At NCSU, we were gearing up to begin a new study investigating factors related to olfactory learning in canine explosives detection. The dogs acquired for this study were mixed-breed males around 1 year old, and unlike our previous studies which used trained military working dogs, these were laboratory-reared dogs. It occurred to me that this would be the perfect opportunity to test a group of dogs that met all of the proposed criteria for the “missing link”: laboratory dogs lack the same experiences that pet dogs living in human homes have (including the possibly critical opportunity to learn about human gestures), but they are socialized to humans at an early age and thus not fearful like feral dogs may be. Another bonus is that their life histories are known and documented, unlike dogs found in a shelter that at some point may have lived with people. If the opportunity to learn about human gestures is critical for point-following behavior to develop and not just domestication alone, these dogs would be expected to perform worse than pet dogs on point-following tasks.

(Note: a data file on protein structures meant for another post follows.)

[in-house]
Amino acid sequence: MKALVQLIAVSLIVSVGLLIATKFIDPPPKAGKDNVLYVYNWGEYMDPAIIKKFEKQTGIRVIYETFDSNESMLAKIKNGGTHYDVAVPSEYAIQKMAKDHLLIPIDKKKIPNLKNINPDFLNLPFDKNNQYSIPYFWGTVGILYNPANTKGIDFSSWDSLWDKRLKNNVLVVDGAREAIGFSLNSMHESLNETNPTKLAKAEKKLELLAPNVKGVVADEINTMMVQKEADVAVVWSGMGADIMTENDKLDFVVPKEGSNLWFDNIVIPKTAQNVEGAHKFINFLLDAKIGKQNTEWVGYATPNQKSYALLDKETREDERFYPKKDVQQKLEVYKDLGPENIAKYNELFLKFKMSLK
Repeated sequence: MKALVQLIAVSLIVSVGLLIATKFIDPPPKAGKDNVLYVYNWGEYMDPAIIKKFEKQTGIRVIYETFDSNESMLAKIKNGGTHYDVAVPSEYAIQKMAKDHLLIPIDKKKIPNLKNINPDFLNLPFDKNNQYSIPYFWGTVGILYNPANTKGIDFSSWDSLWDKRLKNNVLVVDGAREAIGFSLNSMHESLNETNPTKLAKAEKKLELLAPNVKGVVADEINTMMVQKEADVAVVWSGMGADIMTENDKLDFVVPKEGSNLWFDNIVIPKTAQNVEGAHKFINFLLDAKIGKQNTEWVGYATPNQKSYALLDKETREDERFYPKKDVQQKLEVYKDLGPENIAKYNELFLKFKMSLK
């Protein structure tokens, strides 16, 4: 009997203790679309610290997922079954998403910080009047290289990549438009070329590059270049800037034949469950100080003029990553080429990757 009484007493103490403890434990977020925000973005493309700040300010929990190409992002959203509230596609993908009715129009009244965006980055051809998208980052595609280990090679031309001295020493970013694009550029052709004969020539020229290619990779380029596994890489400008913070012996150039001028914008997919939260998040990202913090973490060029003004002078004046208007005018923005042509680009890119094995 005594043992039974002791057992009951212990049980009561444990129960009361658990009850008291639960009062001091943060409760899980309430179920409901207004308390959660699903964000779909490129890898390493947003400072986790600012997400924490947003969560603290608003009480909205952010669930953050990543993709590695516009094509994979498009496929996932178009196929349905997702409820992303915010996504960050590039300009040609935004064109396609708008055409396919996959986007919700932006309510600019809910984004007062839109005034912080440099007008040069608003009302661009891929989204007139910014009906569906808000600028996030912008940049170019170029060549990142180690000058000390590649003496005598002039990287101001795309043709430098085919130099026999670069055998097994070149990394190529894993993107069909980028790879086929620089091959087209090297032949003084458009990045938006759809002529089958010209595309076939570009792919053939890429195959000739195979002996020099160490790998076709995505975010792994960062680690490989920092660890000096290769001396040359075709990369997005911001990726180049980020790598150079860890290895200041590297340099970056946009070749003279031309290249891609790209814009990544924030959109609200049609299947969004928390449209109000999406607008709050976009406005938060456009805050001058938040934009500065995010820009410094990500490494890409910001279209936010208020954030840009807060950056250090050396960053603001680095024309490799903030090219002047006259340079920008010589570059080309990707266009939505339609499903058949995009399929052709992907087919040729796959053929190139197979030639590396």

We tested 11 laboratory dogs and 9 pet dogs using methods established in previous studies in which dogs watched as humans performed two types of point (“easy” and “hard”, for simplicity’s sake). What we found was that while pet dogs followed the harder point to the correct container significantly higher than chance, the laboratory dogs did not. Both groups of dogs were able to locate the correct container using the easier point, demonstrating that any failures were not due methodological flaws or to an inability to perform the demands of the task (note that success on these easier point trials can be explained by simpler mechanisms like physical proximity to the container).
Our results seem to suggest that exposure to humans and the opportunity to learn about the meanings of gestures plays an important role in dogs’ ability to follow pointing.